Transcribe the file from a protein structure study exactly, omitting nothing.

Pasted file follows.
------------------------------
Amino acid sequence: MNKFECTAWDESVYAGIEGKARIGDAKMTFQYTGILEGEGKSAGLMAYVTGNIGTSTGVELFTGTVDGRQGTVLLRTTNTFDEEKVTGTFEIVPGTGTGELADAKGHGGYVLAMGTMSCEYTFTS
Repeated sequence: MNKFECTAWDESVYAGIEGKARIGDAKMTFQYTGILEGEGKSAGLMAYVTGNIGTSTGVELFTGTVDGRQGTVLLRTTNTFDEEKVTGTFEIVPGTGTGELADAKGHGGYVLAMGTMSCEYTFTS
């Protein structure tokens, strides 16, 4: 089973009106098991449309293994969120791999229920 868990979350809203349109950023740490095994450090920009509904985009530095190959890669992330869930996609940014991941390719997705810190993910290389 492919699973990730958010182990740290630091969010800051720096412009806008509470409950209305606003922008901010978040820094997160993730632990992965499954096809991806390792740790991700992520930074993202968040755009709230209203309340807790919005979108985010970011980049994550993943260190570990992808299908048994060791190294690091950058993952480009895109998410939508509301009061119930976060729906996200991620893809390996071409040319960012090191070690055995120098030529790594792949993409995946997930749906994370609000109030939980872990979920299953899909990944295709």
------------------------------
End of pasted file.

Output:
Amino acid sequence: MNKFECTAWDESVYAGIEGKARIGDAKMTFQYTGILEGEGKSAGLMAYVTGNIGTSTGVELFTGTVDGRQGTVLLRTTNTFDEEKVTGTFEIVPGTGTGELADAKGHGGYVLAMGTMSCEYTFTS
Repeated sequence: MNKFECTAWDESVYAGIEGKARIGDAKMTFQYTGILEGEGKSAGLMAYVTGNIGTSTGVELFTGTVDGRQGTVLLRTTNTFDEEKVTGTFEIVPGTGTGELADAKGHGGYVLAMGTMSCEYTFTS
């Protein structure tokens, strides 16, 4: 089973009106098991449309293994969120791999229920 868990979350809203349109950023740490095994450090920009509904985009530095190959890669992330869930996609940014991941390719997705810190993910290389 492919699973990730958010182990740290630091969010800051720096412009806008509470409950209305606003922008901010978040820094997160993730632990992965499954096809991806390792740790991700992520930074993202968040755009709230209203309340807790919005979108985010970011980049994550993943260190570990992808299908048994060791190294690091950058993952480009895109998410939508509301009061119930976060729906996200991620893809390996071409040319960012090191070690055995120098030529790594792949993409995946997930749906994370609000109030939980872990979920299953899909990944295709």